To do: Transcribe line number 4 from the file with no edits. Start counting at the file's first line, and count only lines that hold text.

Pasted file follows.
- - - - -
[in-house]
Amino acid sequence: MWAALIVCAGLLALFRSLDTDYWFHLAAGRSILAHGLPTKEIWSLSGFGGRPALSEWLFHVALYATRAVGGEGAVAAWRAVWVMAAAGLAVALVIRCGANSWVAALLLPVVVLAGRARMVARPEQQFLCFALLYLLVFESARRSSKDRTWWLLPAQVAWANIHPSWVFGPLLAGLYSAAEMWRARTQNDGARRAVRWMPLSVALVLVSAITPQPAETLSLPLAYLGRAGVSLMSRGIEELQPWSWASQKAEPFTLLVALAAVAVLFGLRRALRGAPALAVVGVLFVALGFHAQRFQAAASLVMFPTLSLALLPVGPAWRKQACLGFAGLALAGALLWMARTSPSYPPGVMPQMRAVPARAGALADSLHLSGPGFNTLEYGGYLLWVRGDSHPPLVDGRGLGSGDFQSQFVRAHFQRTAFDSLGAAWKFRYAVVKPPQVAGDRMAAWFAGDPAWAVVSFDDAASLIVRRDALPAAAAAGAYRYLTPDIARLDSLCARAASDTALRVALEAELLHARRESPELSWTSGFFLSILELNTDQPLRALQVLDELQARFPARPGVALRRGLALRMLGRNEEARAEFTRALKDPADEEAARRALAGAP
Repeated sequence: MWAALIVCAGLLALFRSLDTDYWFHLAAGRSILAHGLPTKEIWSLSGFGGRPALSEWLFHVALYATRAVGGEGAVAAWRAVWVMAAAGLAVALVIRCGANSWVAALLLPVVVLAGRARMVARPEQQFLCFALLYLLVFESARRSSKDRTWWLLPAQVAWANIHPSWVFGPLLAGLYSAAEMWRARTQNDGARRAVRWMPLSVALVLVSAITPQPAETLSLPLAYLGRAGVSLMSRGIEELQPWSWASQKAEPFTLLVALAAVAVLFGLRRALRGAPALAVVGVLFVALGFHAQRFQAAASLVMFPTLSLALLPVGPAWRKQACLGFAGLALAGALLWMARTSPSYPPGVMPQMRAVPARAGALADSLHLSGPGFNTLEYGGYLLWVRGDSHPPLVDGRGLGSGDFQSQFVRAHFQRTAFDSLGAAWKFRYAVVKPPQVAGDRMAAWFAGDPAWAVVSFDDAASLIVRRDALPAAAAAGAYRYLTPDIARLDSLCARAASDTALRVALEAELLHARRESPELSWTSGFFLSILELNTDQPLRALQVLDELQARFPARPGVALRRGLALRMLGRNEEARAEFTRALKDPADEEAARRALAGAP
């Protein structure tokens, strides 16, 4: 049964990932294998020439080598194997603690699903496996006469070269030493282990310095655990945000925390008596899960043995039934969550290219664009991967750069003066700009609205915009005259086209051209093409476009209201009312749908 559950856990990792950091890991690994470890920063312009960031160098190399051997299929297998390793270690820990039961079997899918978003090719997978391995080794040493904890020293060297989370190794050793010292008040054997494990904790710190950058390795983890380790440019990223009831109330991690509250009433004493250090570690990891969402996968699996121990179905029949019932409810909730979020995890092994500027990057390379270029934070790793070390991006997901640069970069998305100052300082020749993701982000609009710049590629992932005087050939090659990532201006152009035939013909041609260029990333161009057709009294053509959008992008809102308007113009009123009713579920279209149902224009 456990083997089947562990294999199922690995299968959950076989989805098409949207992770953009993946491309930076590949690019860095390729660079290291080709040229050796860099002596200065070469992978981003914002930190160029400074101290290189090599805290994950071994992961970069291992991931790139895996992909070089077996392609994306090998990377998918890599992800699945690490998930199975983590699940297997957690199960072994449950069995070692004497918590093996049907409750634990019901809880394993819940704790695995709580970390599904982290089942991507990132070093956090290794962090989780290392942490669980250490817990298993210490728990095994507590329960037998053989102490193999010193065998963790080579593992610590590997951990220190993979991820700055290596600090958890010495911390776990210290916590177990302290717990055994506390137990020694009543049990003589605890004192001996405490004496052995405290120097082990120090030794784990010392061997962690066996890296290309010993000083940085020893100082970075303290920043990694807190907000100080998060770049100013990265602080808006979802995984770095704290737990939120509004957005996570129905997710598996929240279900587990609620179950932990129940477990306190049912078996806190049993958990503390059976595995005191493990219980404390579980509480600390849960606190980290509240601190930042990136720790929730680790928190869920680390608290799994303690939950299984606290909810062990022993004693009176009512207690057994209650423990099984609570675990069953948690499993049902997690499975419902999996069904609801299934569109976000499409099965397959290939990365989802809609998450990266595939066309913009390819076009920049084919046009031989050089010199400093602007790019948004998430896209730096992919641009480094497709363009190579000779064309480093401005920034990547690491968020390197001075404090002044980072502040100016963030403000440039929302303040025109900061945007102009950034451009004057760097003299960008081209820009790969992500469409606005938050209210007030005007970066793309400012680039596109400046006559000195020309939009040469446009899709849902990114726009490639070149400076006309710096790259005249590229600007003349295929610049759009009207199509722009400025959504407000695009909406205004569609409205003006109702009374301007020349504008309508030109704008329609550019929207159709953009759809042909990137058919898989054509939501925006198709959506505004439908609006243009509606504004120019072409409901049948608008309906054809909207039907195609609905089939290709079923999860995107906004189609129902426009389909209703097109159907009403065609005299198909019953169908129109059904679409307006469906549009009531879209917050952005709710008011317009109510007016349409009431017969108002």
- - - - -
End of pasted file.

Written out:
């Protein structure tokens, strides 16, 4: 049964990932294998020439080598194997603690699903496996006469070269030493282990310095655990945000925390008596899960043995039934969550290219664009991967750069003066700009609205915009005259086209051209093409476009209201009312749908 559950856990990792950091890991690994470890920063312009960031160098190399051997299929297998390793270690820990039961079997899918978003090719997978391995080794040493904890020293060297989370190794050793010292008040054997494990904790710190950058390795983890380790440019990223009831109330991690509250009433004493250090570690990891969402996968699996121990179905029949019932409810909730979020995890092994500027990057390379270029934070790793070390991006997901640069970069998305100052300082020749993701982000609009710049590629992932005087050939090659990532201006152009035939013909041609260029990333161009057709009294053509959008992008809102308007113009009123009713579920279209149902224009 456990083997089947562990294999199922690995299968959950076989989805098409949207992770953009993946491309930076590949690019860095390729660079290291080709040229050796860099002596200065070469992978981003914002930190160029400074101290290189090599805290994950071994992961970069291992991931790139895996992909070089077996392609994306090998990377998918890599992800699945690490998930199975983590699940297997957690199960072994449950069995070692004497918590093996049907409750634990019901809880394993819940704790695995709580970390599904982290089942991507990132070093956090290794962090989780290392942490669980250490817990298993210490728990095994507590329960037998053989102490193999010193065998963790080579593992610590590997951990220190993979991820700055290596600090958890010495911390776990210290916590177990302290717990055994506390137990020694009543049990003589605890004192001996405490004496052995405290120097082990120090030794784990010392061997962690066996890296290309010993000083940085020893100082970075303290920043990694807190907000100080998060770049100013990265602080808006979802995984770095704290737990939120509004957005996570129905997710598996929240279900587990609620179950932990129940477990306190049912078996806190049993958990503390059976595995005191493990219980404390579980509480600390849960606190980290509240601190930042990136720790929730680790928190869920680390608290799994303690939950299984606290909810062990022993004693009176009512207690057994209650423990099984609570675990069953948690499993049902997690499975419902999996069904609801299934569109976000499409099965397959290939990365989802809609998450990266595939066309913009390819076009920049084919046009031989050089010199400093602007790019948004998430896209730096992919641009480094497709363009190579000779064309480093401005920034990547690491968020390197001075404090002044980072502040100016963030403000440039929302303040025109900061945007102009950034451009004057760097003299960008081209820009790969992500469409606005938050209210007030005007970066793309400012680039596109400046006559000195020309939009040469446009899709849902990114726009490639070149400076006309710096790259005249590229600007003349295929610049759009009207199509722009400025959504407000695009909406205004569609409205003006109702009374301007020349504008309508030109704008329609550019929207159709953009759809042909990137058919898989054509939501925006198709959506505004439908609006243009509606504004120019072409409901049948608008309906054809909207039907195609609905089939290709079923999860995107906004189609129902426009389909209703097109159907009403065609005299198909019953169908129109059904679409307006469906549009009531879209917050952005709710008011317009109510007016349409009431017969108002």